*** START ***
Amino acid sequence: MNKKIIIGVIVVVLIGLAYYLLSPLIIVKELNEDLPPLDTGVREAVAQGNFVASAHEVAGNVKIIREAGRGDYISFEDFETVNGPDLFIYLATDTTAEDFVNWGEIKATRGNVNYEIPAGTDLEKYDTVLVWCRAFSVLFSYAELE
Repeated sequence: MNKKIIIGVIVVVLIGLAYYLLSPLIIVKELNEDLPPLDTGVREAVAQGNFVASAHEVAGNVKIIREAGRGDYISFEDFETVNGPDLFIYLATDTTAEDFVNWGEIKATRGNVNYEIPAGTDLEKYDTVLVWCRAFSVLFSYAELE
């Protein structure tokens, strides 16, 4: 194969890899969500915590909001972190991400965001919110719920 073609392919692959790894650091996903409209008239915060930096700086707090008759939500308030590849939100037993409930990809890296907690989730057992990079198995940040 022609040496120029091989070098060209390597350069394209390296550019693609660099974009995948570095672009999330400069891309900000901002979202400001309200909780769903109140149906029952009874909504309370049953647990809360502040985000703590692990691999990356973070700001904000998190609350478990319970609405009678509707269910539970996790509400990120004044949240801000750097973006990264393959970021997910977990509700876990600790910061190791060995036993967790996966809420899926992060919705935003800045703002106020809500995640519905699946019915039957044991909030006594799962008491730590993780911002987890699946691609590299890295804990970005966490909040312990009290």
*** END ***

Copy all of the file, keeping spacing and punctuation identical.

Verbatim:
Amino acid sequence: MNKKIIIGVIVVVLIGLAYYLLSPLIIVKELNEDLPPLDTGVREAVAQGNFVASAHEVAGNVKIIREAGRGDYISFEDFETVNGPDLFIYLATDTTAEDFVNWGEIKATRGNVNYEIPAGTDLEKYDTVLVWCRAFSVLFSYAELE
Repeated sequence: MNKKIIIGVIVVVLIGLAYYLLSPLIIVKELNEDLPPLDTGVREAVAQGNFVASAHEVAGNVKIIREAGRGDYISFEDFETVNGPDLFIYLATDTTAEDFVNWGEIKATRGNVNYEIPAGTDLEKYDTVLVWCRAFSVLFSYAELE
């Protein structure tokens, strides 16, 4: 194969890899969500915590909001972190991400965001919110719920 073609392919692959790894650091996903409209008239915060930096700086707090008759939500308030590849939100037993409930990809890296907690989730057992990079198995940040 022609040496120029091989070098060209390597350069394209390296550019693609660099974009995948570095672009999330400069891309900000901002979202400001309200909780769903109140149906029952009874909504309370049953647990809360502040985000703590692990691999990356973070700001904000998190609350478990319970609405009678509707269910539970996790509400990120004044949240801000750097973006990264393959970021997910977990509700876990600790910061190791060995036993967790996966809420899926992060919705935003800045703002106020809500995640519905699946019915039957044991909030006594799962008491730590993780911002987890699946691609590299890295804990970005966490909040312990009290």